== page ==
Kit: C.A.Atkins (1:72)
Not quite WW1 but close enough to be of interest. This unusual white metal kit was quite a challenge to build. No decals were supplied with the kit and so homemade decals were designed and printed on to microscale trimfilm. The spoked wheels were scratchbuilt from various grades of wire.
Kit: n/a (1:48)
Many years ago I got fed up with spending my work lunchtimes mooching about and decided I could find something useful to do in my lunch hour. The next day I took a pile of plasticard, plastic rods and other standard modeling equipment in to the office and began work on this BE2c. I had little in the way of references other than Ian Stairs plans to work from and the little I could scratch from the internet so I'm sure anybody in the know could pick it full of holes. It took about about a year to build, and still sits on the window sill in my office. Of course it's now got some company (a Bleriot, Spad, Albatros & Avro to name but a few) but it is still the model that gets commented on most frequently.
Kit: ? (1:72)
This model of BE2e no.7086, 52 Sqn RFC, Spring 1917, was my first attempt at a Resin kit some years ago.I do not know who the original manufacturer of the kit is as I bought a pair of BE2e kits packed in an unmarked and instructionless box for a bargain price. The upper wing and tail were scratchbuilt from plasticard as the original parts were badly warped and I was not aware that this could be fixed with hot water at the time. The decals came from my spares box. In hindsight I think there should be a white diamond or zigzag on the fuselage stringers. The second kit of the pair is yet to be built. I always planned to convert it to a BE2c or d.
Kit: Eduard (1:72)
This is an old model of the venerable Eduard 1/72 Sopwith Baby, serial no.8165. This was one of my earliest attempts at creating a wood grain which failed dismally. The lewis gun was a spare from one of the old Toko kits and the propeller was hand carved from wood. The kits headrest was removed as a photo of 8165 suggested that no headrest was present on the original machine. Maybe one day I'll repaint the floats with a better simulated woodgrain effect.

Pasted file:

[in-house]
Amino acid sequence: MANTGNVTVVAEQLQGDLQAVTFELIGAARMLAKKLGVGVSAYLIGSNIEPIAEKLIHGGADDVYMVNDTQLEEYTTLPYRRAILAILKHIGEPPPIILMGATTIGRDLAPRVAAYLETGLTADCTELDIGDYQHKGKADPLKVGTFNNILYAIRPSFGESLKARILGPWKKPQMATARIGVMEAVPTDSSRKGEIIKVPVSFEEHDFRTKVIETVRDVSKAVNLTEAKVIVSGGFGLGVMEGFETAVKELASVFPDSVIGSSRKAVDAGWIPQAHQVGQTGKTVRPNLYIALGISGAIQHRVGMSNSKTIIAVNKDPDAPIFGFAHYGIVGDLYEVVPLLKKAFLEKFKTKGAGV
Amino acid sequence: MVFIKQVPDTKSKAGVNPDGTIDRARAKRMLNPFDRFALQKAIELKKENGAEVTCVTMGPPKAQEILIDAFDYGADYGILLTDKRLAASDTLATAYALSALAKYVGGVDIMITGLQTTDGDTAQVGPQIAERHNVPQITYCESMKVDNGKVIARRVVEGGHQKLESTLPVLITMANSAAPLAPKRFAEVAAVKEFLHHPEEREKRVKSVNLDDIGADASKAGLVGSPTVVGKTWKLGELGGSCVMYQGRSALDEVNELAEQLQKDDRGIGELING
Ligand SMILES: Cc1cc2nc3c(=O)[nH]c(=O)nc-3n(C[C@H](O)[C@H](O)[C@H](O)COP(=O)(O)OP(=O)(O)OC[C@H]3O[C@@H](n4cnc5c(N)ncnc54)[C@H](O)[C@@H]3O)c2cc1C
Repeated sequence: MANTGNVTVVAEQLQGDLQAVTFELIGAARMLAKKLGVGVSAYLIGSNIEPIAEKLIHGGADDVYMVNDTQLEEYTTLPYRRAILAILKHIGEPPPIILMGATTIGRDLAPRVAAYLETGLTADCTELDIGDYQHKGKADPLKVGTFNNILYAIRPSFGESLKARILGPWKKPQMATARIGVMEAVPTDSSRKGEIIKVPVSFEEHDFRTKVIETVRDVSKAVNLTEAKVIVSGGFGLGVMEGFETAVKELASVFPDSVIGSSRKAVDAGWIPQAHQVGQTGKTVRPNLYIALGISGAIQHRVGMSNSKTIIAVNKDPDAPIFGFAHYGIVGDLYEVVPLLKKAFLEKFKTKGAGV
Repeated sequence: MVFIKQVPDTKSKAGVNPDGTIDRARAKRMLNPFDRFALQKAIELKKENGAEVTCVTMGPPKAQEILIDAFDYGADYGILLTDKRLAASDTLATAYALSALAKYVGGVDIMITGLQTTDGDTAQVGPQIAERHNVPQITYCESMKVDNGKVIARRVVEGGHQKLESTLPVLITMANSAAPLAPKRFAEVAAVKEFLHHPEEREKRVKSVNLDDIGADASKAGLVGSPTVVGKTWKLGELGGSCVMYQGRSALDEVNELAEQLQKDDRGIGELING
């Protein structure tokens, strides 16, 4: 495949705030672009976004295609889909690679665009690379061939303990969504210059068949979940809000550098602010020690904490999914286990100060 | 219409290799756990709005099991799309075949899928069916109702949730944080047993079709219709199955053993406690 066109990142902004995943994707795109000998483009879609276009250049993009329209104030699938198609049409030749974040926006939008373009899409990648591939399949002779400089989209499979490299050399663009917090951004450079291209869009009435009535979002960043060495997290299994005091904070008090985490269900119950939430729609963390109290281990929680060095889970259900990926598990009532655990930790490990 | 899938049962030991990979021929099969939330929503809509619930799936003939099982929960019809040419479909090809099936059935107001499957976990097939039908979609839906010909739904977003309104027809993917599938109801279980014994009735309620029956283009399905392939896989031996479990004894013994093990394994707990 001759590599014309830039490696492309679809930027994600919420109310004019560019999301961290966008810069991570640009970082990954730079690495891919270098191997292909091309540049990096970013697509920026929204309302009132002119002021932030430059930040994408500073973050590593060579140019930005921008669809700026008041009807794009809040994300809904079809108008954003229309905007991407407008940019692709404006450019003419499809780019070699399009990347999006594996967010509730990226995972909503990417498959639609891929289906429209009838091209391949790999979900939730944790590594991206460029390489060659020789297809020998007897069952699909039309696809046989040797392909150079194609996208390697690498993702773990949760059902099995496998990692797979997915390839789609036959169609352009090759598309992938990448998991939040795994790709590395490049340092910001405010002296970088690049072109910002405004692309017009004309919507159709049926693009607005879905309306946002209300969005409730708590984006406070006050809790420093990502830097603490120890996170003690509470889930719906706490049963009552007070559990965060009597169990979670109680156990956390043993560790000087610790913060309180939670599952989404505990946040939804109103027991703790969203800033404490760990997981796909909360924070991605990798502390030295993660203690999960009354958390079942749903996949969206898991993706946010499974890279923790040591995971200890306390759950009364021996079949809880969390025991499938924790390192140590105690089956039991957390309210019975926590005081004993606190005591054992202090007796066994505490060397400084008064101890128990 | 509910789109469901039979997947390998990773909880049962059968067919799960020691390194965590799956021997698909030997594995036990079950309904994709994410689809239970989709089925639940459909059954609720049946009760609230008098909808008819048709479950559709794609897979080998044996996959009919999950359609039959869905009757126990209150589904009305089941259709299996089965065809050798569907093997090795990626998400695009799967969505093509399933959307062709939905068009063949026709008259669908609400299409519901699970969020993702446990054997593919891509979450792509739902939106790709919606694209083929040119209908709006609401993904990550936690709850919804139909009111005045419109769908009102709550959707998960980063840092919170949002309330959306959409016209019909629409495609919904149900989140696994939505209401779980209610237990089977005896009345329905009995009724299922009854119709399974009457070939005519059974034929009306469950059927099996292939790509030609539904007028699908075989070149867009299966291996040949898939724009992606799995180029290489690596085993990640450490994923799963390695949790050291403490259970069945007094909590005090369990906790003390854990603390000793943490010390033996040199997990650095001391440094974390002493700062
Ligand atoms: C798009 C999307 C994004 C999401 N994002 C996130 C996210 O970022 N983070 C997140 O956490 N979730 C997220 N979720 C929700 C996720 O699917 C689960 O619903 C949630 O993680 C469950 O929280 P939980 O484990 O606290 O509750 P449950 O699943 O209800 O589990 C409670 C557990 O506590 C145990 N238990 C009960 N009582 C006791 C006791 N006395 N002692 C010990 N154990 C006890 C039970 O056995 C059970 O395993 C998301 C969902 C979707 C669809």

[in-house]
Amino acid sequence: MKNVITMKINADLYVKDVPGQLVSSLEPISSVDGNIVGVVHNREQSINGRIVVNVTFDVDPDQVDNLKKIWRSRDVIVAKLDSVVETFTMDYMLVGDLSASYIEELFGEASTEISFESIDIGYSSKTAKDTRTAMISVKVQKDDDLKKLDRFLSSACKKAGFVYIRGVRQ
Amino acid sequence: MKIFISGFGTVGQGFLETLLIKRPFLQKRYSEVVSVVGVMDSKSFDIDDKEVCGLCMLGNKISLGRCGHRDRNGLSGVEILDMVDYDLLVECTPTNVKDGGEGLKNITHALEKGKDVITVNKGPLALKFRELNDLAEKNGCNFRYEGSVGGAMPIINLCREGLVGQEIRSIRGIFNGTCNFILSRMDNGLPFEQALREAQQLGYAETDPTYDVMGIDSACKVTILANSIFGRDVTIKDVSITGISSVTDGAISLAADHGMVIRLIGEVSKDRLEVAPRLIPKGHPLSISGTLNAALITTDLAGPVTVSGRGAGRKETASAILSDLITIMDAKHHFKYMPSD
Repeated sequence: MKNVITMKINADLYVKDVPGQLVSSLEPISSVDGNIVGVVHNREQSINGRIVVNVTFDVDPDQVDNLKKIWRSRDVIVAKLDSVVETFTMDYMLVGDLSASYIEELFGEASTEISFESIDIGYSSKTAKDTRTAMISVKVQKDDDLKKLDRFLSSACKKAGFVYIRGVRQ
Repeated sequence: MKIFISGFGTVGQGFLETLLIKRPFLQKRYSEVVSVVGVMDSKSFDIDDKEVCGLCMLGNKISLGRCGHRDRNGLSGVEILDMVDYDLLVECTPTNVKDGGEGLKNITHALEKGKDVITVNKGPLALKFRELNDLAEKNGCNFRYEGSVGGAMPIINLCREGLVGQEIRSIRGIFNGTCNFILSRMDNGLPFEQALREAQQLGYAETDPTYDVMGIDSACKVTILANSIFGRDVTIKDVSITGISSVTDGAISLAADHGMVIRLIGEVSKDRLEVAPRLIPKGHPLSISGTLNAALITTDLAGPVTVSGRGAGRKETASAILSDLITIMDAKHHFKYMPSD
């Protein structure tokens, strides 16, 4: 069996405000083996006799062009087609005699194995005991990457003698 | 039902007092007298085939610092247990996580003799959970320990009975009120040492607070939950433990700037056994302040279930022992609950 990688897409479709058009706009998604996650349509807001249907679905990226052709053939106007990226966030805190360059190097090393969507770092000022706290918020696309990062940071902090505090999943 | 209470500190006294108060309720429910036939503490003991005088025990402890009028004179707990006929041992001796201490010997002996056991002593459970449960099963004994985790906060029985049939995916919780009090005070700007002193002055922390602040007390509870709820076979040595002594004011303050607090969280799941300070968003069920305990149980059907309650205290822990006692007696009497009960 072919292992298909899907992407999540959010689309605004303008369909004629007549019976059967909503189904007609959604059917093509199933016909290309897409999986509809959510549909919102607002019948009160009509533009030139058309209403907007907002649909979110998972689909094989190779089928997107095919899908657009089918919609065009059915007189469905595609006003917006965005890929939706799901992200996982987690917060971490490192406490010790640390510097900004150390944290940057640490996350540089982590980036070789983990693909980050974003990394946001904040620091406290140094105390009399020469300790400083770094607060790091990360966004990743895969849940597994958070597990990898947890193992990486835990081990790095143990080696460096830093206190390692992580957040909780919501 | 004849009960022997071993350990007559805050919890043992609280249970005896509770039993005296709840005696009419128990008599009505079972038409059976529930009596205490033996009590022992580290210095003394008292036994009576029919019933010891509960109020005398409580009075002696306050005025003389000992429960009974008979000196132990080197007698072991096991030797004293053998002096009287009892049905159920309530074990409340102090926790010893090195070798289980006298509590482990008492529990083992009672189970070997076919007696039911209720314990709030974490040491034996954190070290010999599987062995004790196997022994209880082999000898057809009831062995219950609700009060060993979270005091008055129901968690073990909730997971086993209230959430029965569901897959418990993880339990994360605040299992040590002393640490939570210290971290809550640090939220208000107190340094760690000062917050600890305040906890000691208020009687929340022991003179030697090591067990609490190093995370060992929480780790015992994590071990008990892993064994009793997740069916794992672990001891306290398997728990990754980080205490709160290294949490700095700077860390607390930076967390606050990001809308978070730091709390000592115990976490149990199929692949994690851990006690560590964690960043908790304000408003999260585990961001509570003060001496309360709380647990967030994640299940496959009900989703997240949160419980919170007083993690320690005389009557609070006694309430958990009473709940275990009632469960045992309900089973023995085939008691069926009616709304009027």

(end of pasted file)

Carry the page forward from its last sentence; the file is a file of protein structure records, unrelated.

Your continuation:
Kit: Roden (1:72)
This was my first attempt at the Roden Camel. Built out of the box, with the exception of replacments for the undersized interplane struts, in the Colours of presentation aircraft no.7149 of Turnhouse Naval School.
Kit: Kayara (1:72)
Kayara 1/72 scale Fairey Campania, N2363, once again built out of the box.
This is the standard non-profipack version of Eduard 'little' DH2. It was built alsmost completely out of the box with the exception of the scratch built wicker chair. This DH2 represents no.7851 of no.32 Squadron.
Kit: CMR (1:72)
This is the very nice upgraded Dolphin kit from CMR, built as C4131, 79 sqn. The kit was built out of the box using the kit decals.
Kit: Chorozy Modelbud (1:72)
Chorozy Modelbud 1/72 scale F5L. Ok not strictly WW1 but close enough to be of
interest. A full build article of this model can be found in Vol12 / Iss 5
(May06) of SAMI and also Vol 35 no.415 (Oct05) of SMI.
Kit: Phoenix (1:72)
This is the Phoenix vacform, which is a nice little kit and fun to build. I made a few alterations to the fuselage, added underwing rib detail, added an Aeroclub Lewis gun and replaced the engine with an item from my spares box. The decals are from the kit, except for the 'N1' fuselage markings which were homemade as the kit examples are provided on a white background and are oversized. The beaching dolly is scratchbuilt from plasticard and spares bits and pieces.
This is the Roden 1/72 SE5a kit built in the post war colours of no.320 (ex RAF F7783)which was part of an imperial gift to the South African Air force. I originally began building this model in standard PC10 wartime colours but had all sorts of nasty problems with the kit decals. After a long period of the unfinished model being abandoned and avoided the PC10 was eventually stripped way and refinished in silver dope. Decals came from my spares box.
Kit: Aeroclub (1:72)
Aeroclub 1/72 scale Short 184, no. 842 which I'm sure needs no introduction.
Built by Short bros. First aircraft to torpedo an enemy
vessel..blah...blah...blah. 'Built out of the box', with the usual
Kit: Airfix (1:72)
This little Spad was built for one of our informal club competitions, the goal was to build and attempt to improve a kit that was over 40 years old without resorting to aftermarket upgrades (with the exception of decals). As a result the original basic kit (originally tooled in 1967) was given a bit of a makeover. The obvious place to start was the wings, which were sanded down and skinned with scored 5 thou plasticard. The tail was scratchbuilt. The 'cylinder humps' on the fuselage were modified to improve the shape and shutters were added to the radiator while a new cockpit was scratchbuilt. I used a prop, MG and wheels from my spares box. The decals were from a Kajaro sheet that came with a Spad VII book and the Pegasus french roundel sheet. All in all I was fairly satified with the end result, especially as it was one of the first times I'd used an airbrush. The model came third in the club comp behind an Aurora DH10 and an Airfix Mirage.